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A microprocessor design company started by some ex-Motorola designers, shortly after the Intel 8080 and Motorola 6800 appeared, in about 1975. MOS Technology introduced the 650x series, based on the Motorola 6800 design, though they were not exact clones for legal reasons.
The design goal was a low-cost (smaler chip) design, realized by simplifying the decoder stage. There were no instructions with the value xxxxxx11, reducing the 1-of-4 decoder to a single NAND gate. Instructions with the value xxxxxx11 actually executed two instructions in paralell, some of them useful.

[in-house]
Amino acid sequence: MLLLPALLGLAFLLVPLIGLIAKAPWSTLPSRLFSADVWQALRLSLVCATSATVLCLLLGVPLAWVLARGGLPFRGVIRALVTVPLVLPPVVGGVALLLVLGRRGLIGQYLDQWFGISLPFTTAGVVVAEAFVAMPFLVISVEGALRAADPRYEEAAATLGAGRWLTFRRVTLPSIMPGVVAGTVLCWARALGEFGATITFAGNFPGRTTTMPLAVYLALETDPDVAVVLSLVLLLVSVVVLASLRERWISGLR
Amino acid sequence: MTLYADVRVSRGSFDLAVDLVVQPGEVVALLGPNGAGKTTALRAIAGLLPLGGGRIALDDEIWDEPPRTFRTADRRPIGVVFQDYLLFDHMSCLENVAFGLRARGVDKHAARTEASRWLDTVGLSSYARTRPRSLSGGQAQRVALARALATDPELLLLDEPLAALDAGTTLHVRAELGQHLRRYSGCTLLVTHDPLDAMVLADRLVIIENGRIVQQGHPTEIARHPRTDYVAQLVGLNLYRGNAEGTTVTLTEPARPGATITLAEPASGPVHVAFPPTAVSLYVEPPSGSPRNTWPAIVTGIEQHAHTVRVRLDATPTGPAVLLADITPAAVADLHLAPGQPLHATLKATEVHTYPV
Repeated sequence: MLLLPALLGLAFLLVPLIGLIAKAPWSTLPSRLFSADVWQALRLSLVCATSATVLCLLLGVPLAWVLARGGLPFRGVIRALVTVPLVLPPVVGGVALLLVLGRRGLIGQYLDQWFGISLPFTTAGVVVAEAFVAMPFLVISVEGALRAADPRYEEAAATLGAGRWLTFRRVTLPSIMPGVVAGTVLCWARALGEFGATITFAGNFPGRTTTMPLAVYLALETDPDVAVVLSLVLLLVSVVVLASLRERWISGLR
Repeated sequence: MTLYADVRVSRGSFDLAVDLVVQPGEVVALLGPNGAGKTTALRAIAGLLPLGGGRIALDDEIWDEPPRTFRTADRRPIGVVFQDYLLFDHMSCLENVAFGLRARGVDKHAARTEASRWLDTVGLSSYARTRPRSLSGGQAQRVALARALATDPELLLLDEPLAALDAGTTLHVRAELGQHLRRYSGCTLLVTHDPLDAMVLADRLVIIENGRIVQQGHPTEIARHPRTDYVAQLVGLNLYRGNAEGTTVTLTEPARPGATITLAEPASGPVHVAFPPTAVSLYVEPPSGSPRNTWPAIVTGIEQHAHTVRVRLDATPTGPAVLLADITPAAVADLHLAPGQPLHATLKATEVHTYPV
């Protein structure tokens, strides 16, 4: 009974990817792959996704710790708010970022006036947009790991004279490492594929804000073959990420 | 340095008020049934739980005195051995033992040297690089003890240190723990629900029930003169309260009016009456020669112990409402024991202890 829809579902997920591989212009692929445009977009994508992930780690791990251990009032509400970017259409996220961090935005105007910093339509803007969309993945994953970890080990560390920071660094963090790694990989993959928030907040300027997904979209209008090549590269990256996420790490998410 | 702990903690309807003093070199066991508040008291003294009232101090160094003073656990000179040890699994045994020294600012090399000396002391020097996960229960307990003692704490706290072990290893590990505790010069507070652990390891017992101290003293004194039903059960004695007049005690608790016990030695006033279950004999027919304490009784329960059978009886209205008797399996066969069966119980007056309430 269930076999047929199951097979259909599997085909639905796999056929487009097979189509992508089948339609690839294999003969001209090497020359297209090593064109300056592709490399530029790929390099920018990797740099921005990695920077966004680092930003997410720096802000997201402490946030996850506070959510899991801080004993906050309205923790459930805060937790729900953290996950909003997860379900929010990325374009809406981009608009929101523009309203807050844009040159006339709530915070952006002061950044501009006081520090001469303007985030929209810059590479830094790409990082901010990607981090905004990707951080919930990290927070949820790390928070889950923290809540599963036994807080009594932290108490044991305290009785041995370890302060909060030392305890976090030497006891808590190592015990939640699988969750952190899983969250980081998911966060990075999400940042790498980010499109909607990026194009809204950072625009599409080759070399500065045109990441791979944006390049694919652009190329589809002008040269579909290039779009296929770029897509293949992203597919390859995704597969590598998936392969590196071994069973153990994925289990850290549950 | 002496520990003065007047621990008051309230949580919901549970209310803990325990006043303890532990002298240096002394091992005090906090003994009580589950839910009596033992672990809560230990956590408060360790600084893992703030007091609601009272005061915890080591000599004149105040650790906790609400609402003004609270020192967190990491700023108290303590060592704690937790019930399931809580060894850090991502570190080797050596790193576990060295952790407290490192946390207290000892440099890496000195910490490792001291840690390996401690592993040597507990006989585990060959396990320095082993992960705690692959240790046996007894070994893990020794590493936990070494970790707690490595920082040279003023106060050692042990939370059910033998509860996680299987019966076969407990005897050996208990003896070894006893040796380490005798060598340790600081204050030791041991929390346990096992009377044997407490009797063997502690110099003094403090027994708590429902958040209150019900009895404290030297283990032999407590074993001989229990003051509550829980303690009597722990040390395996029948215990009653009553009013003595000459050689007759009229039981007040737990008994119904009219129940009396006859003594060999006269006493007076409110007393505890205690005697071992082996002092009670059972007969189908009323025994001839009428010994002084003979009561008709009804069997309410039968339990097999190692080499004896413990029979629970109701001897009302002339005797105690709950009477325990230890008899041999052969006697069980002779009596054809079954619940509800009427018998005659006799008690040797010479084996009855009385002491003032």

The 6501 was pin-compatible with the 6800 for easier market penetration. The 650x-series had an on-chip clock oscillator while the 651x-series had none.
The 6510 was used in the Commodore 64, released September 1981 and MOS made almost all the ICs for Commodore's pocket calculators.
The PET was an idea of the of the 6500 developers. It was completly developed by MOS, but was manufactured and marketed by Commodore. By the time the it was ready for production (and Commodore had cancelled all orders) MOS had been taken over by Rockwell (Commodore's parent company). Just at this time the 6522 (VIA) was finished, but the data sheet for it was not and its developers had left MOS. For years, Rockwell didn't know in detail how the VIA worked.